Starley Talbott is a Wyoming native, freelance writer, and former newspaper reporter. The photographs in this book are from the collections of the Platte County Library, museums, state archives, and many individuals.
Platte Countyby Starley Talbott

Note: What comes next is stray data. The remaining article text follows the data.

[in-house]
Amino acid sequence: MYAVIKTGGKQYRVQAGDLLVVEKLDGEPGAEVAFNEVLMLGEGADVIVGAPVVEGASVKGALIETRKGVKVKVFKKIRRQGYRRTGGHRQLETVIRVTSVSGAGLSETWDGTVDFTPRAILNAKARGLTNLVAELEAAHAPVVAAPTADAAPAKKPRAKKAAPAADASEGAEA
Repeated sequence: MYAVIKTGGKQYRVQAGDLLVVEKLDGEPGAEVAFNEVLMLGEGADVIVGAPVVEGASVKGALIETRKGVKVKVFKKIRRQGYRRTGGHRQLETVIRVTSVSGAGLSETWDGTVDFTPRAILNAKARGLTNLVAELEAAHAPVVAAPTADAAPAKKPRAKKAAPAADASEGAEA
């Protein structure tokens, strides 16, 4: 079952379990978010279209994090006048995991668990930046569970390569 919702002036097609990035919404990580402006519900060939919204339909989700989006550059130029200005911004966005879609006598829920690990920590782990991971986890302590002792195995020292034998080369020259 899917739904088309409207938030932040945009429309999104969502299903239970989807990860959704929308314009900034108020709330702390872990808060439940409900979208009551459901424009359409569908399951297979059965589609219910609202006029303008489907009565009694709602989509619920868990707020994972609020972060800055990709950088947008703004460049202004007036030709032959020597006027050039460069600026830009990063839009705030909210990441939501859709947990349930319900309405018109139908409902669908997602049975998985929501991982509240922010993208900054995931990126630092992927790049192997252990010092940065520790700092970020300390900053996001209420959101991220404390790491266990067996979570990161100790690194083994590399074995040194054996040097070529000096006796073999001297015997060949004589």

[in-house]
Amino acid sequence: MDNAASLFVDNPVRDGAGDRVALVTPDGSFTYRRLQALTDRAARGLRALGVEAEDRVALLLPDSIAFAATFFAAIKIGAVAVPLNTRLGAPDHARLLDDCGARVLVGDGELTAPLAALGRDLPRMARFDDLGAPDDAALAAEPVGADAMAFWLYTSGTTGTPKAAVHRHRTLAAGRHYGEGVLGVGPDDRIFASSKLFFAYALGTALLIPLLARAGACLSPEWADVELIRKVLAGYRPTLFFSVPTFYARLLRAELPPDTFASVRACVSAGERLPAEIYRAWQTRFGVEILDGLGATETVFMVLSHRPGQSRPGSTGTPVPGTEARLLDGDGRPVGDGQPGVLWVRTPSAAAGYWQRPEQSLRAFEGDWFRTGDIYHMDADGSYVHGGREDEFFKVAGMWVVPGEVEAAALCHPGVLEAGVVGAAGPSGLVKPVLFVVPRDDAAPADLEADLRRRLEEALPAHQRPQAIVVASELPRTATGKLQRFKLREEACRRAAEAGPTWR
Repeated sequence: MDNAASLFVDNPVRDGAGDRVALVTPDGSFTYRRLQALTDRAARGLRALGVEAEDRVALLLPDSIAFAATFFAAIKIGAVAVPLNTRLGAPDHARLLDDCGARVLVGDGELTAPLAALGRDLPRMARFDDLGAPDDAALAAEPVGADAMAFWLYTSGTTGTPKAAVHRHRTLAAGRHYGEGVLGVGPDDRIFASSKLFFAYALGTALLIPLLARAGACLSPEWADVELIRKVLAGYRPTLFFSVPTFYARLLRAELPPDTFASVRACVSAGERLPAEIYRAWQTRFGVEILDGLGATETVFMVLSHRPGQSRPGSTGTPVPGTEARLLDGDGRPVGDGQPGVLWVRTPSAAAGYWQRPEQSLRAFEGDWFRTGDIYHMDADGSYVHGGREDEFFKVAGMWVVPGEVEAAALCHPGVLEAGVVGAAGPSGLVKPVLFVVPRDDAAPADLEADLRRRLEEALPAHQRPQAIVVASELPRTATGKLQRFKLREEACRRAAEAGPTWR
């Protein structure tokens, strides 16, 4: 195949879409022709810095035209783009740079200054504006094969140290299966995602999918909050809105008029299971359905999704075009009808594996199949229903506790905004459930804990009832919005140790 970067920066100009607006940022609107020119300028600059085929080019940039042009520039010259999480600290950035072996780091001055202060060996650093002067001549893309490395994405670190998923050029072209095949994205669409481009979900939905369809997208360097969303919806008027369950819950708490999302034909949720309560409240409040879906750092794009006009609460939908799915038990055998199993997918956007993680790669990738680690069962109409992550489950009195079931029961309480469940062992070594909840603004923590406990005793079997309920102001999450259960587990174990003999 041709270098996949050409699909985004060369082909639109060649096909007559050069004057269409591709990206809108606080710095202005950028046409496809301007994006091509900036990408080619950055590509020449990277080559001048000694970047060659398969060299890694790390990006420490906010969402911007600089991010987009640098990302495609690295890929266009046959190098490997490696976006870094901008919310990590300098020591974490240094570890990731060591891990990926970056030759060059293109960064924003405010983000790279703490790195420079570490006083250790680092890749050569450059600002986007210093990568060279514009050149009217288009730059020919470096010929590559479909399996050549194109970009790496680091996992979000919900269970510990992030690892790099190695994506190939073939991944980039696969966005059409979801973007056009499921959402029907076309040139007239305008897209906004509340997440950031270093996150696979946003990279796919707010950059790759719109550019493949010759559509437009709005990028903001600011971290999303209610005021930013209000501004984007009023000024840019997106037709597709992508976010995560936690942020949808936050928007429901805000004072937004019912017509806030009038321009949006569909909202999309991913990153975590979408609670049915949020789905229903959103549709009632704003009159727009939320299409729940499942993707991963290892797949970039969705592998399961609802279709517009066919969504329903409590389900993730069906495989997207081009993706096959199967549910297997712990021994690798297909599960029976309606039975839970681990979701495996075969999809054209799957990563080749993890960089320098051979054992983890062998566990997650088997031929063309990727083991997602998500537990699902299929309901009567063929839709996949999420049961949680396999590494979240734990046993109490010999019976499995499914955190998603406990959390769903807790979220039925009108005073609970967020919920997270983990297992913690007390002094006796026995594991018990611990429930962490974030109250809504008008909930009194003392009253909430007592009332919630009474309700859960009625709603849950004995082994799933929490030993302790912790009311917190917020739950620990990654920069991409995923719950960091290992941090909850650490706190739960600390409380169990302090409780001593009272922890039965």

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The North Platte River that flows through a portion of Platte County, Wyoming, lent its name to the new county carved from Laramie County in 1911. Prior to the late 1800s, with the exception of Native Americans, trappers, and some ranchers, few people chose to remain in the territory. Travelers who crossed the windswept prairies followed trails headed for the lush farmlands of Oregon or the goldfields of California and the Black Hills. In 1883, the Wyoming Development Company began an irrigation project that brought an influx of farmers to the promising new acreages around Wheatland, the town that became the county seat. The arrival of the railroad in the late 1800s brought more farmers, ranchers, and miners to the area that would become Platte County. New residents established dozens of communities with schools, churches, and businesses. The remaining viable towns are Wheatland, Glendo, Hartville, Guernsey, and Chugwater. This book covers the history of these towns, and the vanished ones, along with the rural areas of Platte County.
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